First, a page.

Dance with Dragons- George R.R. Martin
Wolf Hall- Hillary Mantel
Let the Right One In- John Ajvide Lindqvist
I want to read as much Scandinavian lit as possible(but I'm not a big fan of crime fiction which is the big trend) so I decided to try this paranormal vampire-ish fiction. I read this entirely on the train from Bergen to Oslo so it's pretty short. It's about a bulllied boy who has a mysterious new neighbour who is a very odd little girl. There's been a series of odd murders in the area that seem to be connected. The paranormal aspects of the novel mostly seem to highlight the sad truths of childhood that the young boy experiences and the friendship between the boy and the little vampire is quite touching. Some parts involving a pedophile are seriously disturbing. This vampire book is not for people expecting a Twilight novel. I give it a 3/5 rating.
An epidemic of white blindness strikes an entire country and one woman who has retained her sight takes it upon herself to protect and lead a small group of the blind. This dystopian-ish novel makes you wonder what you would be willing to do to help others while remarking at the depths of depravity to which humanity is capable of descending. It seems that if people en masse lose one sense then they lose all humanity. The structure of the novel was a little weird as there's no names and everyone is only referred to by physical characteristics that had been assigned them before the blindness struck. There's also limited punctuation- with no quotation marks and only periods and commas. While discomfiting it was a fantastic novel that I give 4.5/5.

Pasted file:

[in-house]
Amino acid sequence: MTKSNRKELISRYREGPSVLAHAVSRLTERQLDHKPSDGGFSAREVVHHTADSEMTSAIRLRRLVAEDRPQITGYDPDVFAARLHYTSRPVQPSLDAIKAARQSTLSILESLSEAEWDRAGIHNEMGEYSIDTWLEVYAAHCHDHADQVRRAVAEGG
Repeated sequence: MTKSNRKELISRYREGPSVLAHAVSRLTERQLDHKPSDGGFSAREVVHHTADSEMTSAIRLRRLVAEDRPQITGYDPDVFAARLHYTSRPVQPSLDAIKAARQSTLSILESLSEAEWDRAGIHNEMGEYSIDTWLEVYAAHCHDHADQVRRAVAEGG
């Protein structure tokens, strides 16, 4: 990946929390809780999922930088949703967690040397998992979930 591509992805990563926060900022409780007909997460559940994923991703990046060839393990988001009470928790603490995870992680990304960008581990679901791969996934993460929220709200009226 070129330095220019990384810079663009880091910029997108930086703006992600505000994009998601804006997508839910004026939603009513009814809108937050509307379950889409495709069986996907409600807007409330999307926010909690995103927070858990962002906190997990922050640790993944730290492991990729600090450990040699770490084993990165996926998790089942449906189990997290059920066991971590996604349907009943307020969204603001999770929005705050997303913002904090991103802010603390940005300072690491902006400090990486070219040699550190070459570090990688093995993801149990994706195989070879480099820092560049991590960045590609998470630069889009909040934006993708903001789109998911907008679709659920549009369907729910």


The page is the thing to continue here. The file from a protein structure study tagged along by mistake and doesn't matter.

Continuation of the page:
I read this book quite a few months ago because the lyricist and vocalist of one of my favourite bands said he was reading it during the recording of the album. That band is the Irish Primordial (see my Hole in the Sky post for a couple pictures) and Alan Averill wrote the song Lain with the Wolf in reference to Hesse's novel. I always appreciate literary in my metal so I had to read it. I didn't particularly enjoy the book but I have a feeling I'm not the target audience. I have very little compassion for a depressed middle aged man who's contemplating suicide. Harry Haller is described as extremely intelligent, very accomplished, and enlightened. The reader is told these facts but never shown these qualities . The only thing I could relate to was the fact that he had had a family, friends, and life but eventually pushed everyone away which is unfortunately something I could see happening eventually in my life, not on purpose but happening gradually. Hearing Primordial's song about the themes of the book made me look at certain aspects of the novel different and appreciate the spiritual struggle of Haller that I hadn't really focused on when I read it. I think a reread could make me like the book more but for now it's getting a 2/5 rating.
Currently Reading: The Blade Itself- Joe Abercrombie I don't know how much reading I'll be doing considering school work but I have to read 29 more books by the end of December to meet my 50 book goal for the year.